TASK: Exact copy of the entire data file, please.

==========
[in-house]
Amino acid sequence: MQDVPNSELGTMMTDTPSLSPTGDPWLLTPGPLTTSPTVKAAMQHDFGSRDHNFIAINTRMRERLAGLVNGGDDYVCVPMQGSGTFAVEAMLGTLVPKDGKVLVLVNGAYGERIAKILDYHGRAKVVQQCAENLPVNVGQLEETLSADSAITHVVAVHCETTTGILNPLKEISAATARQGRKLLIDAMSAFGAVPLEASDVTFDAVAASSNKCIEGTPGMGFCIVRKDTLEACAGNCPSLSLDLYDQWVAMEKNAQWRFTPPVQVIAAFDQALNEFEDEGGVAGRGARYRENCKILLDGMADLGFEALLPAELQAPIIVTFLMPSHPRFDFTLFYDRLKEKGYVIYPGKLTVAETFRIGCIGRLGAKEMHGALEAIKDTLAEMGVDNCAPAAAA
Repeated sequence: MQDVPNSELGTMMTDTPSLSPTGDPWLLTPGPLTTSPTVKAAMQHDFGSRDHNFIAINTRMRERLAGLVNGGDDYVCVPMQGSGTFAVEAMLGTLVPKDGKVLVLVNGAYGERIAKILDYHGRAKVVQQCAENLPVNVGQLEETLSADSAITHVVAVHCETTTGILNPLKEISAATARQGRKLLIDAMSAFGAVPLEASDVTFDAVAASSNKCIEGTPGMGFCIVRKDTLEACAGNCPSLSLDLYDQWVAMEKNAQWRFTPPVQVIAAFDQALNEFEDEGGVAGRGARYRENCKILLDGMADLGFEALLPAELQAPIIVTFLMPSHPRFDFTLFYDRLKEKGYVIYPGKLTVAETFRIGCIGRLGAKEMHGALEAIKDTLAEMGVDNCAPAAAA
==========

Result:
[in-house]
Amino acid sequence: MQDVPNSELGTMMTDTPSLSPTGDPWLLTPGPLTTSPTVKAAMQHDFGSRDHNFIAINTRMRERLAGLVNGGDDYVCVPMQGSGTFAVEAMLGTLVPKDGKVLVLVNGAYGERIAKILDYHGRAKVVQQCAENLPVNVGQLEETLSADSAITHVVAVHCETTTGILNPLKEISAATARQGRKLLIDAMSAFGAVPLEASDVTFDAVAASSNKCIEGTPGMGFCIVRKDTLEACAGNCPSLSLDLYDQWVAMEKNAQWRFTPPVQVIAAFDQALNEFEDEGGVAGRGARYRENCKILLDGMADLGFEALLPAELQAPIIVTFLMPSHPRFDFTLFYDRLKEKGYVIYPGKLTVAETFRIGCIGRLGAKEMHGALEAIKDTLAEMGVDNCAPAAAA
Repeated sequence: MQDVPNSELGTMMTDTPSLSPTGDPWLLTPGPLTTSPTVKAAMQHDFGSRDHNFIAINTRMRERLAGLVNGGDDYVCVPMQGSGTFAVEAMLGTLVPKDGKVLVLVNGAYGERIAKILDYHGRAKVVQQCAENLPVNVGQLEETLSADSAITHVVAVHCETTTGILNPLKEISAATARQGRKLLIDAMSAFGAVPLEASDVTFDAVAASSNKCIEGTPGMGFCIVRKDTLEACAGNCPSLSLDLYDQWVAMEKNAQWRFTPPVQVIAAFDQALNEFEDEGGVAGRGARYRENCKILLDGMADLGFEALLPAELQAPIIVTFLMPSHPRFDFTLFYDRLKEKGYVIYPGKLTVAETFRIGCIGRLGAKEMHGALEAIKDTLAEMGVDNCAPAAAA